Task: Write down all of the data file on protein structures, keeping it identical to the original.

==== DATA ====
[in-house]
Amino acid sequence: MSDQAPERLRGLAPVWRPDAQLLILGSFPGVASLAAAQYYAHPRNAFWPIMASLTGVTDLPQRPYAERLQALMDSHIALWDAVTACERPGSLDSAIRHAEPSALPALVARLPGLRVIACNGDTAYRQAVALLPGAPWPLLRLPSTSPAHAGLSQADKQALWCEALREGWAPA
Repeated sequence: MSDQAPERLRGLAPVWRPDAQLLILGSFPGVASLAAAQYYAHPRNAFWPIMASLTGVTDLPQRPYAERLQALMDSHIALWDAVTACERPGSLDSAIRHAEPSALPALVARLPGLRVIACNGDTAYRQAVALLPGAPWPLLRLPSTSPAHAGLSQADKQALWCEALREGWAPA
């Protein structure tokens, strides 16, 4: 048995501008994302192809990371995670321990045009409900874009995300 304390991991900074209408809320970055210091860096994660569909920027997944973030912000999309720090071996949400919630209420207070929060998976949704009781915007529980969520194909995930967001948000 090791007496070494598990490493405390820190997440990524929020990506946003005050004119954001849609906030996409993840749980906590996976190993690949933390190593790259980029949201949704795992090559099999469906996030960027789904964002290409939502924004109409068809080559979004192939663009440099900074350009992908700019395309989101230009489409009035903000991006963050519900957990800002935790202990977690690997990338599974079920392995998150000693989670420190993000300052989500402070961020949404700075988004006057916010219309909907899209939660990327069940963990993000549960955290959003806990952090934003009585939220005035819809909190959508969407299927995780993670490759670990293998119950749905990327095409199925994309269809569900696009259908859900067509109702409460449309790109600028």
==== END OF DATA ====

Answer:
[in-house]
Amino acid sequence: MSDQAPERLRGLAPVWRPDAQLLILGSFPGVASLAAAQYYAHPRNAFWPIMASLTGVTDLPQRPYAERLQALMDSHIALWDAVTACERPGSLDSAIRHAEPSALPALVARLPGLRVIACNGDTAYRQAVALLPGAPWPLLRLPSTSPAHAGLSQADKQALWCEALREGWAPA
Repeated sequence: MSDQAPERLRGLAPVWRPDAQLLILGSFPGVASLAAAQYYAHPRNAFWPIMASLTGVTDLPQRPYAERLQALMDSHIALWDAVTACERPGSLDSAIRHAEPSALPALVARLPGLRVIACNGDTAYRQAVALLPGAPWPLLRLPSTSPAHAGLSQADKQALWCEALREGWAPA
């Protein structure tokens, strides 16, 4: 048995501008994302192809990371995670321990045009409900874009995300 304390991991900074209408809320970055210091860096994660569909920027997944973030912000999309720090071996949400919630209420207070929060998976949704009781915007529980969520194909995930967001948000 090791007496070494598990490493405390820190997440990524929020990506946003005050004119954001849609906030996409993840749980906590996976190993690949933390190593790259980029949201949704795992090559099999469906996030960027789904964002290409939502924004109409068809080559979004192939663009440099900074350009992908700019395309989101230009489409009035903000991006963050519900957990800002935790202990977690690997990338599974079920392995998150000693989670420190993000300052989500402070961020949404700075988004006057916010219309909907899209939660990327069940963990993000549960955290959003806990952090934003009585939220005035819809909190959508969407299927995780993670490759670990293998119950749905990327095409199925994309269809569900696009259908859900067509109702409460449309790109600028």